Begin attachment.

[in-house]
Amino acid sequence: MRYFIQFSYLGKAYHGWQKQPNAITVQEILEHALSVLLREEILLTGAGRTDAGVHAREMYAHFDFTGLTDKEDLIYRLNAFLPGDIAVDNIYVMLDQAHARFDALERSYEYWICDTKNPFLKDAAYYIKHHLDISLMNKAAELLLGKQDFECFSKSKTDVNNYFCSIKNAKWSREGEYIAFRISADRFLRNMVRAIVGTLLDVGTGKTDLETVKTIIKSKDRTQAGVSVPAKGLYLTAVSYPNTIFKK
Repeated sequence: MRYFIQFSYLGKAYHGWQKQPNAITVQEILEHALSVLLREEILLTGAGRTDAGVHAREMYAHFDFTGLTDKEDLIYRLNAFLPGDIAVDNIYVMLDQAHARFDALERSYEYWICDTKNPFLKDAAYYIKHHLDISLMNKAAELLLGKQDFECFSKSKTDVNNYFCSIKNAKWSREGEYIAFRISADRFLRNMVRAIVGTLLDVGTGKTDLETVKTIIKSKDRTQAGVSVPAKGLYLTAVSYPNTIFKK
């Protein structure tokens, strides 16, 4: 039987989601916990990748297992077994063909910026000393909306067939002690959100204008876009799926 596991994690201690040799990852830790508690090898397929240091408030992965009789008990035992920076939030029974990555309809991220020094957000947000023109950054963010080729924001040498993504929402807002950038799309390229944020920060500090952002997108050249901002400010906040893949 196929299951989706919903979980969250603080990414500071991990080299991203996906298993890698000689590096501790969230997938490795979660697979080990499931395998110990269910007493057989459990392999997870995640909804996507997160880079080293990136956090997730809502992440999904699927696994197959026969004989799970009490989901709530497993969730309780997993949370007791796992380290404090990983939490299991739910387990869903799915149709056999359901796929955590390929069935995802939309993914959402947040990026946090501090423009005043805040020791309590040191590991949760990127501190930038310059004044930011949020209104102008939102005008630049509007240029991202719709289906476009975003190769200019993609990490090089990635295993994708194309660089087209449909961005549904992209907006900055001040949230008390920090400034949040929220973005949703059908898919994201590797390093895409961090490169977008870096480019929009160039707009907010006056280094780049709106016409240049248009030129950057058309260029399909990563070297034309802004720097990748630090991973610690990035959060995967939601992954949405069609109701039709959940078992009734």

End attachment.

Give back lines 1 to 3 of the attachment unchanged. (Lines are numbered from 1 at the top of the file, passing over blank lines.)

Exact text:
[in-house]
Amino acid sequence: MRYFIQFSYLGKAYHGWQKQPNAITVQEILEHALSVLLREEILLTGAGRTDAGVHAREMYAHFDFTGLTDKEDLIYRLNAFLPGDIAVDNIYVMLDQAHARFDALERSYEYWICDTKNPFLKDAAYYIKHHLDISLMNKAAELLLGKQDFECFSKSKTDVNNYFCSIKNAKWSREGEYIAFRISADRFLRNMVRAIVGTLLDVGTGKTDLETVKTIIKSKDRTQAGVSVPAKGLYLTAVSYPNTIFKK
Repeated sequence: MRYFIQFSYLGKAYHGWQKQPNAITVQEILEHALSVLLREEILLTGAGRTDAGVHAREMYAHFDFTGLTDKEDLIYRLNAFLPGDIAVDNIYVMLDQAHARFDALERSYEYWICDTKNPFLKDAAYYIKHHLDISLMNKAAELLLGKQDFECFSKSKTDVNNYFCSIKNAKWSREGEYIAFRISADRFLRNMVRAIVGTLLDVGTGKTDLETVKTIIKSKDRTQAGVSVPAKGLYLTAVSYPNTIFKK